- Taken to an extreme in Disciples. The Undead Hordes are composed entirely of the undead, from bog-standard zombies and ghosts to exotic Liches, Werewolves, and Vampires. Their leadership is a cadre of undead priests who worship and are the direct subordinates of their undead deity, the "fleshless goddess," Mortis. Her Start of Darkness is heartbreaking, and establishes her horrifying appearance, her overall goal, and burning hatred for the dwarves of the Mountain Clans.
- The Dead Nations in Planescape: Torment are an alliance of skeletons, zombies, and ghouls all ruled by the Silent King. It turns out that the Silent King is just the regular kind of dead.
- In Jade Empire, it turns out that Emperor Sun Hai is actually a ghost.
- The Elder Scrolls
- The Order of the Black Worm is a secretive Magical Society founded by legendary/infamous Lich/Necromancer Mannimarco and is dedicated to the study of The Dark Arts. Many of the Order's senior members choose to follow in Mannimarco's footsteps and undertake the Deadly Upgrade to become Liches themselves. Mannimarco and the Order show up to play villainous roles in Daggerfall, Oblivion's Mages Guild questline, and in The Elder Scrolls Online.
- In Oblivion, the Count of Skingrad is a vampire, yet remains one of the most reasonable counts in the game, though vampirism in The Elder Scrolls is a (sometimes) curable disease.
- In Skyrim's backstory, the city of Solitude turned into one when the "Wolf Queen" Potema replaced her followers with undead minions after they deserted her. By the time of her death at the end of a protracted siege of Solitude, her court was made up of nothing but zombies, vampires, and Daedra that she summoned.
- Kain's empire in Legacy of Kain (specifically shown in Soul Reaver).
- The Civilization mod Fall from Heaven II has two module civs that are this trope: The Legion of D'Tesh and the Scions of Patria.
- Age of Wonders expansion Shadow Magic has a Dark Elf leading the Undead, at one point.
- The Empire of Magnagora in Lusternia. There are a lot of liches in the upper echelons of society (and as a Nihilist Priest, it's practically expected of you), but there are ordinary mortals among the aristocracy and the serfs. Still, they're all decidedly malevolent (except for the poor slaves).
- In Darksiders II, the Kingdom of the Dead, ruled by The Lord of Bones and his (equally bony and ghosty) Chancellor. Death is tasked to bring the Lord of Bones' assistants back to the Lord's court, two of which have been skipping out on their job because of The Corruption, and the third of which is so overloaded with work judging the dead that he hasn't appeared in the Lord's court.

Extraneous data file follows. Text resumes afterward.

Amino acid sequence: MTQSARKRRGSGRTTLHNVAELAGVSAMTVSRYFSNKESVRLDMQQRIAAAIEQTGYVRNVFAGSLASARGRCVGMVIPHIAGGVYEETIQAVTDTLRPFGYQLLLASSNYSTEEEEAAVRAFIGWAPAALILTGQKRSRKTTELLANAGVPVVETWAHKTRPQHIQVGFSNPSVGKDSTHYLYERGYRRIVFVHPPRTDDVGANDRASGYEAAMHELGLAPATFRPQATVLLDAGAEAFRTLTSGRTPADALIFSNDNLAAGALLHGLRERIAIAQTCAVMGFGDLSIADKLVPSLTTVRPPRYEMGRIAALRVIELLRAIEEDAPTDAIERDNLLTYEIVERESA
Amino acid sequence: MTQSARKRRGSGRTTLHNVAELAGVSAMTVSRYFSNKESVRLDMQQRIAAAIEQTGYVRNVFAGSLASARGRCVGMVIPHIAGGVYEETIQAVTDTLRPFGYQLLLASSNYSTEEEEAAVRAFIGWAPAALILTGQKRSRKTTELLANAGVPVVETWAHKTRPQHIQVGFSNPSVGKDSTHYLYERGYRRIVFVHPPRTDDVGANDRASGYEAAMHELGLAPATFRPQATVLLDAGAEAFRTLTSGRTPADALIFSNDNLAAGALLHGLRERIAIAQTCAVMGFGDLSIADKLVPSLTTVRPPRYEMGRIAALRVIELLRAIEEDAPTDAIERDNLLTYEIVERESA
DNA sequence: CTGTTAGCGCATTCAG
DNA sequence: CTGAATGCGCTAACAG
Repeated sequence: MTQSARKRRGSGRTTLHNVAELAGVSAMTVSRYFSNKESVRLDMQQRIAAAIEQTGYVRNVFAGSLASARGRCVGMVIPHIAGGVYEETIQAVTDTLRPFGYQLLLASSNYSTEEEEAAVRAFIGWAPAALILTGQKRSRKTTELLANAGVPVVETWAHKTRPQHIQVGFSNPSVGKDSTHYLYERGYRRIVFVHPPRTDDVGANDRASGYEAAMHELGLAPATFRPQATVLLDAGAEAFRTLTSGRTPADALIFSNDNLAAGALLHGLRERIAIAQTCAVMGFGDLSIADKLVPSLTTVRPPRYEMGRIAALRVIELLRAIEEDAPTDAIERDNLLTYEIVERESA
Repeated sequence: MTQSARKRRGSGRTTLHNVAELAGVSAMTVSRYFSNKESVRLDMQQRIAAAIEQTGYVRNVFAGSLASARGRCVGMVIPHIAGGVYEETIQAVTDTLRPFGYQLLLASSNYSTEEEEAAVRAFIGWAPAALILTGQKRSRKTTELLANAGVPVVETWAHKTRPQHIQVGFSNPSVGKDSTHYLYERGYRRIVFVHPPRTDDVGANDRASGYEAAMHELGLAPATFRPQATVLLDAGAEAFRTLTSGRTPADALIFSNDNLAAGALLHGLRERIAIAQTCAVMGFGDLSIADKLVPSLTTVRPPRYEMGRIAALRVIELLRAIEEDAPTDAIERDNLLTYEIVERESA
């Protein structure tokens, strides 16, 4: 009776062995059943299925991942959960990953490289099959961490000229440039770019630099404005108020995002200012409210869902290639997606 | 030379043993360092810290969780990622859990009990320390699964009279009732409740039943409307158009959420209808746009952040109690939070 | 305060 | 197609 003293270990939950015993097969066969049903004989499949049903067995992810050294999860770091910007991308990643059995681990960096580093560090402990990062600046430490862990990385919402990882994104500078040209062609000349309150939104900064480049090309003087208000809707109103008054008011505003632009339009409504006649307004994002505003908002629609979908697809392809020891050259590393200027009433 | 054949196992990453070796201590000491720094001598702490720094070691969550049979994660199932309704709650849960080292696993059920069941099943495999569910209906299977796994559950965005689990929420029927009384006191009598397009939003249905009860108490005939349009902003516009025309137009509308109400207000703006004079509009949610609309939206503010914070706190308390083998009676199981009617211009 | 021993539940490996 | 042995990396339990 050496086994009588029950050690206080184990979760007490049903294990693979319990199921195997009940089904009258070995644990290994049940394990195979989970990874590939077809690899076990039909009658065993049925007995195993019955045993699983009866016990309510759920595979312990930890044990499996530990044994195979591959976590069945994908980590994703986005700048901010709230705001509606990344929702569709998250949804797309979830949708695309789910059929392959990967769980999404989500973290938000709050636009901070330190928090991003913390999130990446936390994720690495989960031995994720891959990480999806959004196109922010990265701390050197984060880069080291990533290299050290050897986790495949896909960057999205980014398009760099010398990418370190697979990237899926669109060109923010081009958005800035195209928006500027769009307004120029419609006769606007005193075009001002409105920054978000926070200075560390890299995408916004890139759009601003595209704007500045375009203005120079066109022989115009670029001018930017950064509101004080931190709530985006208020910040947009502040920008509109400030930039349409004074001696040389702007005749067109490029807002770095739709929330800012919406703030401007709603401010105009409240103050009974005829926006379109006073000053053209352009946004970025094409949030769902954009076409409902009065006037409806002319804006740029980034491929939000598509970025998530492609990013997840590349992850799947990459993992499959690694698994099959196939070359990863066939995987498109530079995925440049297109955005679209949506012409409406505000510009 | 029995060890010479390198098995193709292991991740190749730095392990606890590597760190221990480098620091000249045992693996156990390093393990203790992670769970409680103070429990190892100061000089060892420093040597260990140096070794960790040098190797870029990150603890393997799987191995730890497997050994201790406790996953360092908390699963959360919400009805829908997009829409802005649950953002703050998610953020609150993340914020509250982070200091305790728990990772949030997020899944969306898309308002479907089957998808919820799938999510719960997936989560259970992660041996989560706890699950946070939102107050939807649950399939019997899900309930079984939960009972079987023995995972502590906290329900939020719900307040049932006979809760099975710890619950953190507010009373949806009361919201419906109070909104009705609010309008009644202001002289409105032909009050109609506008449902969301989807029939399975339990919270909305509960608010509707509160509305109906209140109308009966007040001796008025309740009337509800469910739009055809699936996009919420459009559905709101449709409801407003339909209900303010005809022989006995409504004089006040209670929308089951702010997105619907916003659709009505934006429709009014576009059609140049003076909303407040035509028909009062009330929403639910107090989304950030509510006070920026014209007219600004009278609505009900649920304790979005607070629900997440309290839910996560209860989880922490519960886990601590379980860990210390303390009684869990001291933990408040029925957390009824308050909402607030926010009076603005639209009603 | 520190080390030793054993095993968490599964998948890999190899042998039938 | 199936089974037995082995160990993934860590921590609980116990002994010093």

- In The Legend of Zelda: Majora's Mask, undead King Igos Du Ikana still rules over his dead kingdom from his palace long after it was destroyed. His subjects now consist only of skeletal warriors and mummies. The Ikana military is still intact and led by Captain Keeta, a giant skeleton. His soldiers generally want to take leave of the oath they swore him so they can pass on.
- Vornstaag in Dawn of the Dragons has lived with a peaceful mixture of living and dead citizens for a long time, many living nobles choosing to become vampires because they don't want to die (though this act is considered distasteful), and many peasants getting paid in advance to sell their bodies as materials for reanimation after the natural deaths.
- The Gittish Empire in Dragon Quest IX is a straight Type 1.
- Dominions has Middle Age Ermor and Late Age Lemuria as examples of the Horde variation, both being the result of disastrous magical rituals making the dead rise on their own with a decidedly unfriendly attitude towards the living (Ermor is skeletal undead, Lemuria is ghosts). Nazca is a quirkier example — being a take on Incan ideas they originally mummified their old lords so they could continue to serve as advisers... the problem being that as this kept being done the mummies became a larger and larger element of the upper class with more and more resources having to be allocated to supporting them. In less specific examples almost every nation can be this — various undead are very common as possible Pretender choices.
- In Unreal Tournament III, the description for the Necropolis map states the Necris faction are attempting to rule over Absalom, the capital city of Omicron 6. The Unreal Engine 3 game included with UDK also contains a Necropolis map.
- The Secret World features an odd variation of this in the form of the Kingdom: a group of resurrected Egyptian mummies who parlayed their burial treasures into a business empire spanning most of Egypt, the crime syndicate they created now rules Cairo from behind the scenes, controlling entire successive governments without any of them becoming aware. All in all, the Kingdom are a fairly benevolent lot, and actually serve as allies to players in the region.